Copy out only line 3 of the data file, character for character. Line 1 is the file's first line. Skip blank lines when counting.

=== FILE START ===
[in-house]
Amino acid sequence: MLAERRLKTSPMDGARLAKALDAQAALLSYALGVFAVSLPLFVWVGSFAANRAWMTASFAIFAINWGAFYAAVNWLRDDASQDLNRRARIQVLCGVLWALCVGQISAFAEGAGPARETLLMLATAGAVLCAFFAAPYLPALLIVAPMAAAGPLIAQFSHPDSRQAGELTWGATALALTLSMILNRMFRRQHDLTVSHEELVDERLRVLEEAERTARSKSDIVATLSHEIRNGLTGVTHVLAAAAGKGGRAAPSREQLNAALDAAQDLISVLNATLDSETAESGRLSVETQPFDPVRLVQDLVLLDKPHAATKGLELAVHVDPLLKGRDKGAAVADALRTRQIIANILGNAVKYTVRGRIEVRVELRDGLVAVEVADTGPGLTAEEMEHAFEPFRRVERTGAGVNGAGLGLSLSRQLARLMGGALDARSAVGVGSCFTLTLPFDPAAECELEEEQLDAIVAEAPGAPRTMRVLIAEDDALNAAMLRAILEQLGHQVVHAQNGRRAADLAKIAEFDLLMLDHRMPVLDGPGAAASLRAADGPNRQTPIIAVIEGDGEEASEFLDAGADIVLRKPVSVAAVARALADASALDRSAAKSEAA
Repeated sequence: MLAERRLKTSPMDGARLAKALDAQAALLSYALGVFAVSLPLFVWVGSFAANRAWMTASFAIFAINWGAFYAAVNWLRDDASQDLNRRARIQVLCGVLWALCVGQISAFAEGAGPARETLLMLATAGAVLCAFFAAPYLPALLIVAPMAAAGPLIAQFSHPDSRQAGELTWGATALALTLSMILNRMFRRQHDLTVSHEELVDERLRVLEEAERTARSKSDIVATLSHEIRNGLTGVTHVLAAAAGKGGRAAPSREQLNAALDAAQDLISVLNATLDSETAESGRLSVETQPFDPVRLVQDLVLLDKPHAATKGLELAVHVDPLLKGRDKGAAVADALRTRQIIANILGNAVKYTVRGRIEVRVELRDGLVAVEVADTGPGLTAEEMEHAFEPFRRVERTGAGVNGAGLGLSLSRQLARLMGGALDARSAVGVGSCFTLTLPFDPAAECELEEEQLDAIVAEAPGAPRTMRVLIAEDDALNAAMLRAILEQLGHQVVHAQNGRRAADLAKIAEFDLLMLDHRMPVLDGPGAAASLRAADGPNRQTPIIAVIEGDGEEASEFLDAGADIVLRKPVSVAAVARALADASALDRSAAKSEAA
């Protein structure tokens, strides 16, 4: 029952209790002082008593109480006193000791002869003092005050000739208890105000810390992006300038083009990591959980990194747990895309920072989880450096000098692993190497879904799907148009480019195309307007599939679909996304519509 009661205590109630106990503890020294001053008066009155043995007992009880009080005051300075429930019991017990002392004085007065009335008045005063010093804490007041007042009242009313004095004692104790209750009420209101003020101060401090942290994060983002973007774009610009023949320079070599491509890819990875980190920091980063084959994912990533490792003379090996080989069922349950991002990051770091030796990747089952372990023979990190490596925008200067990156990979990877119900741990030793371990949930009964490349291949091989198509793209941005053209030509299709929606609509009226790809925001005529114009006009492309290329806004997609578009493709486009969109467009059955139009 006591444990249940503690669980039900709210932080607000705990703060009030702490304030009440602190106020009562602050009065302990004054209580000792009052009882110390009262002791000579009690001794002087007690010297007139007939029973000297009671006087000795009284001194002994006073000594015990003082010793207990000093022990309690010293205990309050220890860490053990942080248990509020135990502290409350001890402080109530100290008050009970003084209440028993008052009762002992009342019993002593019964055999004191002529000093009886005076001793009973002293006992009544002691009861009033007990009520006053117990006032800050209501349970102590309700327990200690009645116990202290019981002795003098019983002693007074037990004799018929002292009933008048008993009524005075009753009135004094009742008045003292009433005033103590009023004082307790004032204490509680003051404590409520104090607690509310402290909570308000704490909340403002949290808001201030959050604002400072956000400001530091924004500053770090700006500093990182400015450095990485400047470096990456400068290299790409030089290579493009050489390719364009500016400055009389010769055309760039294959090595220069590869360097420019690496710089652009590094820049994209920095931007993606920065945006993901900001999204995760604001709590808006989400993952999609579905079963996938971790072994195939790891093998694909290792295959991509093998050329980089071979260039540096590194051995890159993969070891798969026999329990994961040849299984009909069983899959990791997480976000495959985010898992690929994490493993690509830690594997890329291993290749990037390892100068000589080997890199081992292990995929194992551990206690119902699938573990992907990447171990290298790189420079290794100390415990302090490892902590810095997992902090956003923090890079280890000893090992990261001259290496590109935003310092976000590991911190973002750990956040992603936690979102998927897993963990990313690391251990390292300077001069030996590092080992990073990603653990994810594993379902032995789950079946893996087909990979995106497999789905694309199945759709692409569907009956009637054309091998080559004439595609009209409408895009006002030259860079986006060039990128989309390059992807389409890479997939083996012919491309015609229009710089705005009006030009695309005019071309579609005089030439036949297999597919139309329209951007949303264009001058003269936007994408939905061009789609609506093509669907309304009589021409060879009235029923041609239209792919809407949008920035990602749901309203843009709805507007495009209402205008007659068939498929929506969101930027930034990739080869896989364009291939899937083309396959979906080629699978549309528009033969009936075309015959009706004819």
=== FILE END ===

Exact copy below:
Repeated sequence: MLAERRLKTSPMDGARLAKALDAQAALLSYALGVFAVSLPLFVWVGSFAANRAWMTASFAIFAINWGAFYAAVNWLRDDASQDLNRRARIQVLCGVLWALCVGQISAFAEGAGPARETLLMLATAGAVLCAFFAAPYLPALLIVAPMAAAGPLIAQFSHPDSRQAGELTWGATALALTLSMILNRMFRRQHDLTVSHEELVDERLRVLEEAERTARSKSDIVATLSHEIRNGLTGVTHVLAAAAGKGGRAAPSREQLNAALDAAQDLISVLNATLDSETAESGRLSVETQPFDPVRLVQDLVLLDKPHAATKGLELAVHVDPLLKGRDKGAAVADALRTRQIIANILGNAVKYTVRGRIEVRVELRDGLVAVEVADTGPGLTAEEMEHAFEPFRRVERTGAGVNGAGLGLSLSRQLARLMGGALDARSAVGVGSCFTLTLPFDPAAECELEEEQLDAIVAEAPGAPRTMRVLIAEDDALNAAMLRAILEQLGHQVVHAQNGRRAADLAKIAEFDLLMLDHRMPVLDGPGAAASLRAADGPNRQTPIIAVIEGDGEEASEFLDAGADIVLRKPVSVAAVARALADASALDRSAAKSEAA